Anxiolytic effects of lavender oil inhalation on open-field behaviour in rats

D. Shaw, Judith Marion Annett, B. Docherty, J. C. Leslie

Research output: Contribution to journalArticlepeer-review

97 Citations (Scopus)


To establish a valid animal model of the effects of olfactory stimuli on anxiety, a series of experiments was conducted using rats in an open-field test. Throughout, effects of lavender oil were compared with the effects of chlordiazepoxide (CDP), as a reference anxiolytic with well-known effects on open-field behaviour. Rats were exposed to lavender oil (0.1–1.0 ml) for 30 min (Experiment 1) or 1 h (Experiment 2) prior to open-field test and in the open field or injected with CDP (10 mg/kg i.p.). CDP had predicted effects on behaviour, and the higher doses of lavender oil had some effects on behaviour similar to those of CDP. In Experiment 3, various combinations of pre-exposure times and amounts of lavender oil were used. With sufficient exposure time and quantity of lavender the same effects were obtained as in Experiment 2. Experiment 4 demonstrated that these behavioural effects of lavender could be obtained following pre-exposure, even if no oil was present in the open-field test. In Experiments 2–4, lavender oil increased immobility. Together, these experiments suggest that lavender oil does have anxiolytic effects in the open field, but that a sedative effect can also occur at the highest doses.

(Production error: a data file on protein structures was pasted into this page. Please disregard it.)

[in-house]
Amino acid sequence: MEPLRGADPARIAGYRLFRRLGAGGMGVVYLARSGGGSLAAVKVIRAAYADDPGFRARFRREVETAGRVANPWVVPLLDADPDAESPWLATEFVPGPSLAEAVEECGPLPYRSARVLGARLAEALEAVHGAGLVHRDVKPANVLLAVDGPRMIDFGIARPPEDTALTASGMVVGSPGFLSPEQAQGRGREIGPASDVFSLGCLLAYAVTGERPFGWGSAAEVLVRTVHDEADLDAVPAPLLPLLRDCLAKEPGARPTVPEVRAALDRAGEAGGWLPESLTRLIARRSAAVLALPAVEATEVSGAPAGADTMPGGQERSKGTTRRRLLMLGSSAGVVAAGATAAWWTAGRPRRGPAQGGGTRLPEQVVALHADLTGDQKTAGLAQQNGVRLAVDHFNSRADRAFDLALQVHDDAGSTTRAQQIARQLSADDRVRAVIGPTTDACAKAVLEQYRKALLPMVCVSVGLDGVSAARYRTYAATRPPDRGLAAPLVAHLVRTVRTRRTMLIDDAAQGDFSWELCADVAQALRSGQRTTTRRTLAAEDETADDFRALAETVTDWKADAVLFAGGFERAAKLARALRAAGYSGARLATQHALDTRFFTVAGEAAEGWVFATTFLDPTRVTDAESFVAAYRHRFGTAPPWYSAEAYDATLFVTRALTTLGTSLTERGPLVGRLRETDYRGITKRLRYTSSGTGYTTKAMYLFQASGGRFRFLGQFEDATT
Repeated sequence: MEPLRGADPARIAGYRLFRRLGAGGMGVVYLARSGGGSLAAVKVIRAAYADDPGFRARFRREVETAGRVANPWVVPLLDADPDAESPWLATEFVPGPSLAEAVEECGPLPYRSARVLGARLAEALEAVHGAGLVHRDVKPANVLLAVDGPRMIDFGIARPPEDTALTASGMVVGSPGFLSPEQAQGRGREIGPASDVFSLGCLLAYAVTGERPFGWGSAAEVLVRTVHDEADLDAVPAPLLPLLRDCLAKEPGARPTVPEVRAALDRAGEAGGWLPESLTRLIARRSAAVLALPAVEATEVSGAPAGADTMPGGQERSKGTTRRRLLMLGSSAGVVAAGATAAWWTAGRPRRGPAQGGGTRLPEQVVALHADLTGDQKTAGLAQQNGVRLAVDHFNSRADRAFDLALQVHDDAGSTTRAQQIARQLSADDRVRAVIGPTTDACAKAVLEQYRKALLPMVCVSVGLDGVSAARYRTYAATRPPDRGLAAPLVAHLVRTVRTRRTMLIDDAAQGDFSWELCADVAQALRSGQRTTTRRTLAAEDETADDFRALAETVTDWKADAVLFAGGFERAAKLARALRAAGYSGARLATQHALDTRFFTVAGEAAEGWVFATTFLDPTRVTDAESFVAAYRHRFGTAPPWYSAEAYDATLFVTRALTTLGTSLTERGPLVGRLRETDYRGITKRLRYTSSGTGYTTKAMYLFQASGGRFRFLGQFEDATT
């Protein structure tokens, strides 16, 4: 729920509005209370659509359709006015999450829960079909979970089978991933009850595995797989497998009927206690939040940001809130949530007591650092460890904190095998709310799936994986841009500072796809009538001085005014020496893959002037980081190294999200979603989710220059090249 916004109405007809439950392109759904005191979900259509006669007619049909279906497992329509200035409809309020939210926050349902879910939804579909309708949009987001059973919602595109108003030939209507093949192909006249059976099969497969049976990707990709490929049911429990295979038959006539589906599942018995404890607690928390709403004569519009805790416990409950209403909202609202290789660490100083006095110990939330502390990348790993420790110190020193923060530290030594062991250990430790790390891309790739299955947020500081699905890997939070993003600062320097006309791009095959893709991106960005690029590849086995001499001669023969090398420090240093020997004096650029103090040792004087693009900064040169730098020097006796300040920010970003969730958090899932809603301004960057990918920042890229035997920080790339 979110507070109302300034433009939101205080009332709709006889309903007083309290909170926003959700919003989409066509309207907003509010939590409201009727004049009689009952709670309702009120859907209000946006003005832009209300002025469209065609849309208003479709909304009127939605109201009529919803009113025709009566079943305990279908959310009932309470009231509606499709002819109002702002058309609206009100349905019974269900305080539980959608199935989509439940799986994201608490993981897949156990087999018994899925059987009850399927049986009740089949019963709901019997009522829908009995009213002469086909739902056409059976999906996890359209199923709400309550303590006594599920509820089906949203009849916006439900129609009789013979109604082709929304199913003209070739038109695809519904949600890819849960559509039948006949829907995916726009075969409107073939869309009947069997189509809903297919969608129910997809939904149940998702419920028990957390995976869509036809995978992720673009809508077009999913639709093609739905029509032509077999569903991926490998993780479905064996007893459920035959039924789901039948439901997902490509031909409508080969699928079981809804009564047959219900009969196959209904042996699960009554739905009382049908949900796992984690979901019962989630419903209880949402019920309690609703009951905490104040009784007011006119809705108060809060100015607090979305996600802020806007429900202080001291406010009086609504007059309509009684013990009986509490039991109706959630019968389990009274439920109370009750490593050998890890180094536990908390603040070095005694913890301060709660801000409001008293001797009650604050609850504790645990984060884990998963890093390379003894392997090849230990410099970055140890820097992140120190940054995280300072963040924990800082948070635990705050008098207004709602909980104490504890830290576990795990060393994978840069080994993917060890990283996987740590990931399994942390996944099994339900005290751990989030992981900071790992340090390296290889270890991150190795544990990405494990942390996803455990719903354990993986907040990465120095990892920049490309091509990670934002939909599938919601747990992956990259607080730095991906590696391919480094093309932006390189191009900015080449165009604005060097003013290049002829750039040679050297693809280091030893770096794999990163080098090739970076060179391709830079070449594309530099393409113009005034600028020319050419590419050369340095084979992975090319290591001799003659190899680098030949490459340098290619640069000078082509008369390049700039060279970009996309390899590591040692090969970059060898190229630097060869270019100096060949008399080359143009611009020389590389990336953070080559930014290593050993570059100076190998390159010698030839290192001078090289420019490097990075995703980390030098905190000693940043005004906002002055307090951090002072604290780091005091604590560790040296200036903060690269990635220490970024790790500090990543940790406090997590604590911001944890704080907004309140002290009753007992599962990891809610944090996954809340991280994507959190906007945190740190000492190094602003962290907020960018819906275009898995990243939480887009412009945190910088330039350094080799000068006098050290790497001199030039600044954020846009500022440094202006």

Original languageEnglish
Publication statusPublished - 1 May 2007


  • anxiety
  • olfaction
  • lavender oil


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